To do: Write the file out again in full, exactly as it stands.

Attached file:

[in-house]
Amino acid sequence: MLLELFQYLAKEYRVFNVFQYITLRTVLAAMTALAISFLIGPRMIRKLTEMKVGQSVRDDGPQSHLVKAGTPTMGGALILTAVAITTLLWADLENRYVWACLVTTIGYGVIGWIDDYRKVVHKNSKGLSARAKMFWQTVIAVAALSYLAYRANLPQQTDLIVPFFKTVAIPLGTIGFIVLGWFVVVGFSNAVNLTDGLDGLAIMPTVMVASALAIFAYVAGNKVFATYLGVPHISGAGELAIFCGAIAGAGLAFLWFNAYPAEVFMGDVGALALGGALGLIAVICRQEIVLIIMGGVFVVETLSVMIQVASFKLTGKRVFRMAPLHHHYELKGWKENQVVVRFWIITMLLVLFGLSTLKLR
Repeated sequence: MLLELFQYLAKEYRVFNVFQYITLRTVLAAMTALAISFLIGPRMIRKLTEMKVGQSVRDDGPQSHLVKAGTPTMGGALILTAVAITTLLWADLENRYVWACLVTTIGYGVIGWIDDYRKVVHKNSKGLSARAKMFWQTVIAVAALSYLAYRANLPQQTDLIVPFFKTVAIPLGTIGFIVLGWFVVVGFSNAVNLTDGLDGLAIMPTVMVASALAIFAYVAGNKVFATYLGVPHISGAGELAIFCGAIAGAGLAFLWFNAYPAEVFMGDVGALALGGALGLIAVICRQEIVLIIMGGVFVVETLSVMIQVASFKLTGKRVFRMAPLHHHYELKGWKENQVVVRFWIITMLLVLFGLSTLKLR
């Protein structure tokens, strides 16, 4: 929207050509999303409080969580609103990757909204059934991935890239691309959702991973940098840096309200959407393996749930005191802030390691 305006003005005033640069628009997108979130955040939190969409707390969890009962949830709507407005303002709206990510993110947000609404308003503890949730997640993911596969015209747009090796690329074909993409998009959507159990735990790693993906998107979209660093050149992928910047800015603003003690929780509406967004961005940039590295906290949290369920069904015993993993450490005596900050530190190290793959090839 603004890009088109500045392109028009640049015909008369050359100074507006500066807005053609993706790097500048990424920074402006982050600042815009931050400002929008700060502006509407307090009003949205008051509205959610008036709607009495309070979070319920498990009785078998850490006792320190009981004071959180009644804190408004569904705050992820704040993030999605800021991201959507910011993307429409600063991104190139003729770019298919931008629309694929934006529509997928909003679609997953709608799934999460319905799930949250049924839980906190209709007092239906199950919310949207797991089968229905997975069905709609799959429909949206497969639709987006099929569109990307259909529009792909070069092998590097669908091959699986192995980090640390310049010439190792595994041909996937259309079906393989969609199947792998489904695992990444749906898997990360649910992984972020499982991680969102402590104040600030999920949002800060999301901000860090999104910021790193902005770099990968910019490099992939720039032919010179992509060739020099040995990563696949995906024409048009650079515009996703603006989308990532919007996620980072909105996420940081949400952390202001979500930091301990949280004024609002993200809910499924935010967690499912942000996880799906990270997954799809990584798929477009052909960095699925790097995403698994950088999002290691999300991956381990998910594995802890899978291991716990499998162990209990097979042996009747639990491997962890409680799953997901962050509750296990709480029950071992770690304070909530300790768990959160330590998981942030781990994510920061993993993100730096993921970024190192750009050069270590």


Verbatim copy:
[in-house]
Amino acid sequence: MLLELFQYLAKEYRVFNVFQYITLRTVLAAMTALAISFLIGPRMIRKLTEMKVGQSVRDDGPQSHLVKAGTPTMGGALILTAVAITTLLWADLENRYVWACLVTTIGYGVIGWIDDYRKVVHKNSKGLSARAKMFWQTVIAVAALSYLAYRANLPQQTDLIVPFFKTVAIPLGTIGFIVLGWFVVVGFSNAVNLTDGLDGLAIMPTVMVASALAIFAYVAGNKVFATYLGVPHISGAGELAIFCGAIAGAGLAFLWFNAYPAEVFMGDVGALALGGALGLIAVICRQEIVLIIMGGVFVVETLSVMIQVASFKLTGKRVFRMAPLHHHYELKGWKENQVVVRFWIITMLLVLFGLSTLKLR
Repeated sequence: MLLELFQYLAKEYRVFNVFQYITLRTVLAAMTALAISFLIGPRMIRKLTEMKVGQSVRDDGPQSHLVKAGTPTMGGALILTAVAITTLLWADLENRYVWACLVTTIGYGVIGWIDDYRKVVHKNSKGLSARAKMFWQTVIAVAALSYLAYRANLPQQTDLIVPFFKTVAIPLGTIGFIVLGWFVVVGFSNAVNLTDGLDGLAIMPTVMVASALAIFAYVAGNKVFATYLGVPHISGAGELAIFCGAIAGAGLAFLWFNAYPAEVFMGDVGALALGGALGLIAVICRQEIVLIIMGGVFVVETLSVMIQVASFKLTGKRVFRMAPLHHHYELKGWKENQVVVRFWIITMLLVLFGLSTLKLR
């Protein structure tokens, strides 16, 4: 929207050509999303409080969580609103990757909204059934991935890239691309959702991973940098840096309200959407393996749930005191802030390691 305006003005005033640069628009997108979130955040939190969409707390969890009962949830709507407005303002709206990510993110947000609404308003503890949730997640993911596969015209747009090796690329074909993409998009959507159990735990790693993906998107979209660093050149992928910047800015603003003690929780509406967004961005940039590295906290949290369920069904015993993993450490005596900050530190190290793959090839 603004890009088109500045392109028009640049015909008369050359100074507006500066807005053609993706790097500048990424920074402006982050600042815009931050400002929008700060502006509407307090009003949205008051509205959610008036709607009495309070979070319920498990009785078998850490006792320190009981004071959180009644804190408004569904705050992820704040993030999605800021991201959507910011993307429409600063991104190139003729770019298919931008629309694929934006529509997928909003679609997953709608799934999460319905799930949250049924839980906190209709007092239906199950919310949207797991089968229905997975069905709609799959429909949206497969639709987006099929569109990307259909529009792909070069092998590097669908091959699986192995980090640390310049010439190792595994041909996937259309079906393989969609199947792998489904695992990444749906898997990360649910992984972020499982991680969102402590104040600030999920949002800060999301901000860090999104910021790193902005770099990968910019490099992939720039032919010179992509060739020099040995990563696949995906024409048009650079515009996703603006989308990532919007996620980072909105996420940081949400952390202001979500930091301990949280004024609002993200809910499924935010967690499912942000996880799906990270997954799809990584798929477009052909960095699925790097995403698994950088999002290691999300991956381990998910594995802890899978291991716990499998162990209990097979042996009747639990491997962890409680799953997901962050509750296990709480029950071992770690304070909530300790768990959160330590998981942030781990994510920061993993993100730096993921970024190192750009050069270590």